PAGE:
• Eating out less often. We have already dramatically reduced the amount of money we spend by eating out less often. I believe if we work even harder we can reduce our food costs even further.
  • Buying less stuff. In the modern world there is so much stuff that can be bought. A lot of this stuff simply isn’t used. I’m trying become that grumpy old dad that by default says no to buying anything new unless a good reason is given to do so.
  • Cutting down on non-essential entertainment. For Cable TV we cut that down to just the basic package. We do still have Cable, mostly so we can view the local news and weather. At the same time we have cut going to the movies down to a rarity. To make up for this we watch movies on Netflix or Amazon Prime. That move alone has saved us hundreds of dollars per year. Another change has been to stop traveling to large concerts and instead going to local smaller concerts. I spend a fraction of the money going to smaller events, and still have a good time doing so. Cutting down entertainment expenses doesn’t mean getting rid of entertainment.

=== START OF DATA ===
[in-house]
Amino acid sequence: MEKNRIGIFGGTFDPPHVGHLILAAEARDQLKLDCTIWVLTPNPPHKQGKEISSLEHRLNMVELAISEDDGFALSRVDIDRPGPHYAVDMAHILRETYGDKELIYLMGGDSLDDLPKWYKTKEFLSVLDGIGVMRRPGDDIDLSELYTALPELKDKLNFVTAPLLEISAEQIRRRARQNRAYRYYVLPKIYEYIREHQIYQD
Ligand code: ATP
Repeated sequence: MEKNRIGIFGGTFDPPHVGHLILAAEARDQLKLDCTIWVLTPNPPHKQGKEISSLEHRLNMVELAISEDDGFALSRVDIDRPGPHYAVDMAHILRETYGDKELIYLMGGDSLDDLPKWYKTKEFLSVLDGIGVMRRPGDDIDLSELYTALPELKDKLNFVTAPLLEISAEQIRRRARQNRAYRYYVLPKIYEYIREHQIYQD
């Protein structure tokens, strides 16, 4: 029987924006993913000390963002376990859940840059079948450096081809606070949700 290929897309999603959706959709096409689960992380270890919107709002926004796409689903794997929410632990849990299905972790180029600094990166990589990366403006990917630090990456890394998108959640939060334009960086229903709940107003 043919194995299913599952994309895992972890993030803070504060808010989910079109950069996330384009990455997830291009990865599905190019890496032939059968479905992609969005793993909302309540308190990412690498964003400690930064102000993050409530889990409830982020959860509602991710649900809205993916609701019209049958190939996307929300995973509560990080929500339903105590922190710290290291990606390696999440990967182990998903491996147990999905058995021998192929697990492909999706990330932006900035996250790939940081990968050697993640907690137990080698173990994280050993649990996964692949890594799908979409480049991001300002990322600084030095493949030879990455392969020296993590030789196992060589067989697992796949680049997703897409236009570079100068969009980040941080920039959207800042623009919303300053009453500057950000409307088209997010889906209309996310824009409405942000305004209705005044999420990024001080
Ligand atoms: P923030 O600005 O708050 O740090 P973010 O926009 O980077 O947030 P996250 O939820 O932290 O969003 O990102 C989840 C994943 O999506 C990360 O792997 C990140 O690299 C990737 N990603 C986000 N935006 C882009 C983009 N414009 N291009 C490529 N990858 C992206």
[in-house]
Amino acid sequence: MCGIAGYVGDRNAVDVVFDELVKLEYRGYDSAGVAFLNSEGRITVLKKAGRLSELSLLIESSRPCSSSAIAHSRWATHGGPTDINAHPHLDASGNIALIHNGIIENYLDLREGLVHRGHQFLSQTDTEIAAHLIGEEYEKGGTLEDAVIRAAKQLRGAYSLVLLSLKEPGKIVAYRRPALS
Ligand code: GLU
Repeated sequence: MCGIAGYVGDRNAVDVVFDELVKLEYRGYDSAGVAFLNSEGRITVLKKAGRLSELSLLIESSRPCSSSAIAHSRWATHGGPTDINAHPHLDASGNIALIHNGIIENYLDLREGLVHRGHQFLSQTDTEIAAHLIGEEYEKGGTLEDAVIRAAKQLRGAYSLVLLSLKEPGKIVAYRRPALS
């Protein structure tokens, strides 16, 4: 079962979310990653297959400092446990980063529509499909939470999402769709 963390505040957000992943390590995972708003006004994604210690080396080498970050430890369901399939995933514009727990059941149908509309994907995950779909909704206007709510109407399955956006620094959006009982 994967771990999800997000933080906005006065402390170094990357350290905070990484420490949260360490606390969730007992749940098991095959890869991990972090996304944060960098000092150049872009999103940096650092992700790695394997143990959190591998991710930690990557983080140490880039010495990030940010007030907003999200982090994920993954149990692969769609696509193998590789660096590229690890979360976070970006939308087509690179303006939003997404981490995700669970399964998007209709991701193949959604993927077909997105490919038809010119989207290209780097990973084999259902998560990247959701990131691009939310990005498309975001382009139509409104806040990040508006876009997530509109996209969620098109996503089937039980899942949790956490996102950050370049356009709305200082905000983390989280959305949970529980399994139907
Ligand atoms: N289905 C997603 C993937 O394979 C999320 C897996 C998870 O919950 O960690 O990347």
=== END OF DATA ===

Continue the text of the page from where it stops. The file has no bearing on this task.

There are other changes we have made or plan to make. But I think the above items give an idea of what those of us with a chronic condition have to consider. Yes cancer sucks! Yes we have to make changes because of cancer! But that doesn’t mean we still can’t live life to its fullest. It just means we might have to make some adjustments; especially on the financial side.

I’ve rambled long enough

I see that I’ve already written well over a thousand words, a bit of a no-no according some blog experts. Really all I wanted to say in this post is that for anyone suffering financial hardships due to cancer that there are ways to get some relief. This can be through fundraisers or by getting help from voluntary and nonprofit organizations. At the same time it is important for those of us suffering a chronic condition (such as lymphoma) to understand that certain financial lifestyle changes are also necessary. In the future I hope to do posts highlighting other financial options available to cancer patients.